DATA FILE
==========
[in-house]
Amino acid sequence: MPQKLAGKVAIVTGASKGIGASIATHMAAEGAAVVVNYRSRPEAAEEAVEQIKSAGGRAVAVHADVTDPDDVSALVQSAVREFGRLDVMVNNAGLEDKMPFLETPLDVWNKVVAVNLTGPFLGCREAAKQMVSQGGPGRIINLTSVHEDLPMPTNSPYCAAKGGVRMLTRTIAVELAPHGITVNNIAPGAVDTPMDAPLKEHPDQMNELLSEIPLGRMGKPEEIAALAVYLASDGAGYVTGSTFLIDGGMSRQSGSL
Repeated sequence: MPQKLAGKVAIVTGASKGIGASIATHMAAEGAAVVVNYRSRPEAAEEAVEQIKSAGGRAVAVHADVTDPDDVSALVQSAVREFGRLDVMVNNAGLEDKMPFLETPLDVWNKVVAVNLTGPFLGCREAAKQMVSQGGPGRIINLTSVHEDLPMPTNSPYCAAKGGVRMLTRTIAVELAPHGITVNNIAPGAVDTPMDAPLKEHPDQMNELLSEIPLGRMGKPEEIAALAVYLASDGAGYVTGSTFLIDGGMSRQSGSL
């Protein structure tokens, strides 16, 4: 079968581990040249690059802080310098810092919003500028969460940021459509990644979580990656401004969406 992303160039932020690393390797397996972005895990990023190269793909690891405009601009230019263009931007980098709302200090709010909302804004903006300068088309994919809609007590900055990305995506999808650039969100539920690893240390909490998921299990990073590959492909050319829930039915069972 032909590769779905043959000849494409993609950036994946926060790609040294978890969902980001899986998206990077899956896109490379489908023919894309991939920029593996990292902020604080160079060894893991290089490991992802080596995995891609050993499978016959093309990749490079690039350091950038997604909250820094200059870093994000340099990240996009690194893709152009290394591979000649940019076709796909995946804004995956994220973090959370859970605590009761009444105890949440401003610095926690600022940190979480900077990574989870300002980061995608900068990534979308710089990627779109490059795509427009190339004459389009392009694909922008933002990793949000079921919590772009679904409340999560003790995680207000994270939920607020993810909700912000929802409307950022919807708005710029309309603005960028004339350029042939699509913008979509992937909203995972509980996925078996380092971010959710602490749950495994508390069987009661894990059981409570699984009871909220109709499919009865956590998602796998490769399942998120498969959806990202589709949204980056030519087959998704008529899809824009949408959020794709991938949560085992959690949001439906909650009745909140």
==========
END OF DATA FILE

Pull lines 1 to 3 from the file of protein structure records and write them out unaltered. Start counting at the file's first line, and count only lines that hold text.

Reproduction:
[in-house]
Amino acid sequence: MPQKLAGKVAIVTGASKGIGASIATHMAAEGAAVVVNYRSRPEAAEEAVEQIKSAGGRAVAVHADVTDPDDVSALVQSAVREFGRLDVMVNNAGLEDKMPFLETPLDVWNKVVAVNLTGPFLGCREAAKQMVSQGGPGRIINLTSVHEDLPMPTNSPYCAAKGGVRMLTRTIAVELAPHGITVNNIAPGAVDTPMDAPLKEHPDQMNELLSEIPLGRMGKPEEIAALAVYLASDGAGYVTGSTFLIDGGMSRQSGSL
Repeated sequence: MPQKLAGKVAIVTGASKGIGASIATHMAAEGAAVVVNYRSRPEAAEEAVEQIKSAGGRAVAVHADVTDPDDVSALVQSAVREFGRLDVMVNNAGLEDKMPFLETPLDVWNKVVAVNLTGPFLGCREAAKQMVSQGGPGRIINLTSVHEDLPMPTNSPYCAAKGGVRMLTRTIAVELAPHGITVNNIAPGAVDTPMDAPLKEHPDQMNELLSEIPLGRMGKPEEIAALAVYLASDGAGYVTGSTFLIDGGMSRQSGSL